He didn’t have the speaking tube in so you couldn’t hear anything but he was moving his lips non-stop like he was just very angry. I’m trying to figure out what degree of aphasia does he have. Is he understanding me? Is his brain understanding? Does he have the words to speak? Does he not know what to say? Can he not get the words out? I can’t get it … no one’s with him long enough to really tell me what part of the aphasia he’s in.
Patrik: I guess there’s two way, or two types of aphasia in this situations. There’s the one type of aphasia is he can’t talk because he’s got the tracheostomy. If he didn’t have the trachea he might also not be able to talk because of the stroke. I guess at this point in time it would be very difficult to make that assessment, which one is which. If that makes sense.
James: Right. Well they put the speaking valve back in him today and he got a couple words out like I said, “Dad you can’t lift your arm up.” And he said, “Why?” And I said, “Because you’re going to rip the cords out.” And he said, “No.”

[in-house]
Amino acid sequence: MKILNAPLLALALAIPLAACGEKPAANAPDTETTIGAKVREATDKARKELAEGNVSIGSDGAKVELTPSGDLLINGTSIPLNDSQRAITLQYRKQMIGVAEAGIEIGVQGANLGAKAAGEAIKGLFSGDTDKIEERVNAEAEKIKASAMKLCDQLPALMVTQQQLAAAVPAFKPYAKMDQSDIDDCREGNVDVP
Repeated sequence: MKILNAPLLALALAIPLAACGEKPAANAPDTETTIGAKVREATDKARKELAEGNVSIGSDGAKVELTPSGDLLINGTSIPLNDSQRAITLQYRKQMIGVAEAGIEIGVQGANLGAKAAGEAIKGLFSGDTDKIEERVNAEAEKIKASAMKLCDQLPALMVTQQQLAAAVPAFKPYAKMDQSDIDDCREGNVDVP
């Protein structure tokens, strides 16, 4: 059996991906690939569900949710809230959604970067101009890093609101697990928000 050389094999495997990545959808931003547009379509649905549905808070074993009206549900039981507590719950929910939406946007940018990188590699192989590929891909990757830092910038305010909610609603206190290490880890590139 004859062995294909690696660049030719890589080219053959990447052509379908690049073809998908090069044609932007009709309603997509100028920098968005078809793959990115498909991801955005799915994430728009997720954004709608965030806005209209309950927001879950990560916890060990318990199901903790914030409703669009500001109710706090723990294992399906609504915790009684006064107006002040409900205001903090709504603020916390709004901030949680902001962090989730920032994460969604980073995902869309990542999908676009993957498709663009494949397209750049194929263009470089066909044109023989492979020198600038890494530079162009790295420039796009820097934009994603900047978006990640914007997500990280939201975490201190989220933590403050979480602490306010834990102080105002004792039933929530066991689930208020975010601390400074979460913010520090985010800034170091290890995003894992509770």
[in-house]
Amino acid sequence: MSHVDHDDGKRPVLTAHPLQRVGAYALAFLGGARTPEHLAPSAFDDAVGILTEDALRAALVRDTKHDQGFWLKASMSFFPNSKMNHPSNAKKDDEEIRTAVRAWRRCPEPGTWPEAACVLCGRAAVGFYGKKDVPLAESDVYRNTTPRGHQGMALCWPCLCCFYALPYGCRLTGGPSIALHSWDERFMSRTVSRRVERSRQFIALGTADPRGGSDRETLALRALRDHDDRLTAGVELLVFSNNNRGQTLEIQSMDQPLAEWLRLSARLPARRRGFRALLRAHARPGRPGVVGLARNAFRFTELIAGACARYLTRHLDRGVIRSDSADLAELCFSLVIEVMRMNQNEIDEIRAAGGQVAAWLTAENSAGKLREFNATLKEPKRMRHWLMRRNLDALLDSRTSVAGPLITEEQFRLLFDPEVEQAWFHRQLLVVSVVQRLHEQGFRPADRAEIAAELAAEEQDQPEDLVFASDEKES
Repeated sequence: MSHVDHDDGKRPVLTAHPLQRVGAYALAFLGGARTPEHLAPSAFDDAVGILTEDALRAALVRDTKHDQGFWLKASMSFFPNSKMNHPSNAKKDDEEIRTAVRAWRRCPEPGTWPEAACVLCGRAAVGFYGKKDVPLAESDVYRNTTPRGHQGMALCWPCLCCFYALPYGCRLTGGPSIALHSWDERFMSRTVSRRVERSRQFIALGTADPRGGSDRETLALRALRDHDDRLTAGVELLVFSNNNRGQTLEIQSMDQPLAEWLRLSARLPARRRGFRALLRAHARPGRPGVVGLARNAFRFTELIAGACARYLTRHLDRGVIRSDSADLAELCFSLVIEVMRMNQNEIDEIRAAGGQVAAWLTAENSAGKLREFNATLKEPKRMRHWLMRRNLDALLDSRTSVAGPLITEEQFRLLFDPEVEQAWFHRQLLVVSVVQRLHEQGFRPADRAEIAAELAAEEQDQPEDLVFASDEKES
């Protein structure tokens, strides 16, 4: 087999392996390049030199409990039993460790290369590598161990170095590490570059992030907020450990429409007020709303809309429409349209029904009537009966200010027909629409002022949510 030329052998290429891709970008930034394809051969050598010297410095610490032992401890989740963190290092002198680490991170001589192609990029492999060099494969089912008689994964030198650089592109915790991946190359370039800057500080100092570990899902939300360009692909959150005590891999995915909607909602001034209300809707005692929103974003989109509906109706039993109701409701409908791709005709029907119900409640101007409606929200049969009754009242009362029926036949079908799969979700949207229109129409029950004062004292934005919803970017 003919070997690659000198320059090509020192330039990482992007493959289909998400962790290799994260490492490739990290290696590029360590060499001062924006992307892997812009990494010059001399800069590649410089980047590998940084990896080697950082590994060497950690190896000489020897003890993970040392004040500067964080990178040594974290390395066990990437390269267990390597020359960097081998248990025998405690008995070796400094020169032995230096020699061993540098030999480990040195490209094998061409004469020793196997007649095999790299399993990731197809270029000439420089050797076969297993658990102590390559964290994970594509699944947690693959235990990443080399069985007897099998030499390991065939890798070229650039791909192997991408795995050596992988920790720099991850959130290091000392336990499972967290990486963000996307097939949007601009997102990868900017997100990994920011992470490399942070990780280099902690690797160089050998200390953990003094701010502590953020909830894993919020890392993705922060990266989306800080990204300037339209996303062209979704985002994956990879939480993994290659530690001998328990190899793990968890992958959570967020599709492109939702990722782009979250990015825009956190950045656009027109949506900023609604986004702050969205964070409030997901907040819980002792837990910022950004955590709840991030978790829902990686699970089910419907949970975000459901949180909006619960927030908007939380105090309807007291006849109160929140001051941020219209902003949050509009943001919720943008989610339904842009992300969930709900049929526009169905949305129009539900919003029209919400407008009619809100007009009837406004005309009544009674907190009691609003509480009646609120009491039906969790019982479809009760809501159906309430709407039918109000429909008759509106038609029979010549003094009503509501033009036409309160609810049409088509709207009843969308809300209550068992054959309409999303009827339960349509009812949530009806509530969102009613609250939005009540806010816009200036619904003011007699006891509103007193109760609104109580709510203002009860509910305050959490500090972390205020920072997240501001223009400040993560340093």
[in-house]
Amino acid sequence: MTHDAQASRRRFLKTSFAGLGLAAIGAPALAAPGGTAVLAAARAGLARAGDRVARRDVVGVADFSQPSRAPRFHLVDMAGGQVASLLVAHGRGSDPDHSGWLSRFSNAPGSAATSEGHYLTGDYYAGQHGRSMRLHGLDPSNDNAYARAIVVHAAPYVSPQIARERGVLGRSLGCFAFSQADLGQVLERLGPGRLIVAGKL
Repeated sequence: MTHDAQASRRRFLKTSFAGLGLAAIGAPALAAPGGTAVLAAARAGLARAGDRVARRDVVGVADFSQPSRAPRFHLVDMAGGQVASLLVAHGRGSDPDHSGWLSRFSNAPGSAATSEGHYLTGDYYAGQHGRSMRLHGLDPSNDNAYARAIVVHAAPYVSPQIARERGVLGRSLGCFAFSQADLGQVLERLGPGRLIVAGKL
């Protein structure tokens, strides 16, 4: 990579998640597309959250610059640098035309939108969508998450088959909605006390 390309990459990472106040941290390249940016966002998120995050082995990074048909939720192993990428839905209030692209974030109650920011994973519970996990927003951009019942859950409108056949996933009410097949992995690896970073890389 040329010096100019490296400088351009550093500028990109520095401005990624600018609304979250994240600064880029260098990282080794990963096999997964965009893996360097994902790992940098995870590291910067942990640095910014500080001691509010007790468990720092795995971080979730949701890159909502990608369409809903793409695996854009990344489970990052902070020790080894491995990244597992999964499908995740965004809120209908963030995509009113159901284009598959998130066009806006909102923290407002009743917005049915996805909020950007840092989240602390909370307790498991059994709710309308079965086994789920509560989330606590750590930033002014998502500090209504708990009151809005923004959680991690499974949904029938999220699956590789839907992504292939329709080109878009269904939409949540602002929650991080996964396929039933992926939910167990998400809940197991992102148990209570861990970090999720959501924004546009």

Patrik: Okay. That could be a sign of confusion and delirium. I’ll come to that in a moment. Can I just ask, you mentioned something in the email, he’s got mittens?
James: You know Patrik, I can’t hear you that well. Say again?
Patrik: Okay, sorry. You mentioned something in your email like that he’s got mittens. Can you …
James: He’s got one mittens on his left arm. The other arm doesn’t work.
Patrik: Oh, I see. And that’s probably irritating for him, isn’t it?
James: Yeah, very.
Patrik: What’s they’re reasoning behind that?
James: Another thing too … So he doesn’t rip the cords out of his mouth and off his chest?
Patrik: Would he? Do you think he would?
James: Oh, absolutely.
Patrik: Okay. All right.
James: He’s tried to several times. He’s got like a glove on.
Patrik: I see. Oh yeah, I know.
James: You know, like a-
Patrik: Like a mitten.
James: He had a glove … He’s so adamant about getting the glove off now that he’s fighting it. He’s brings the glove up to his mouth to try to bite it to try to pull it off of his hand. He’s biting it hard, he’s not nibbling it. He’s taken a big chunk out of the glove. I can’t get it of his mouth…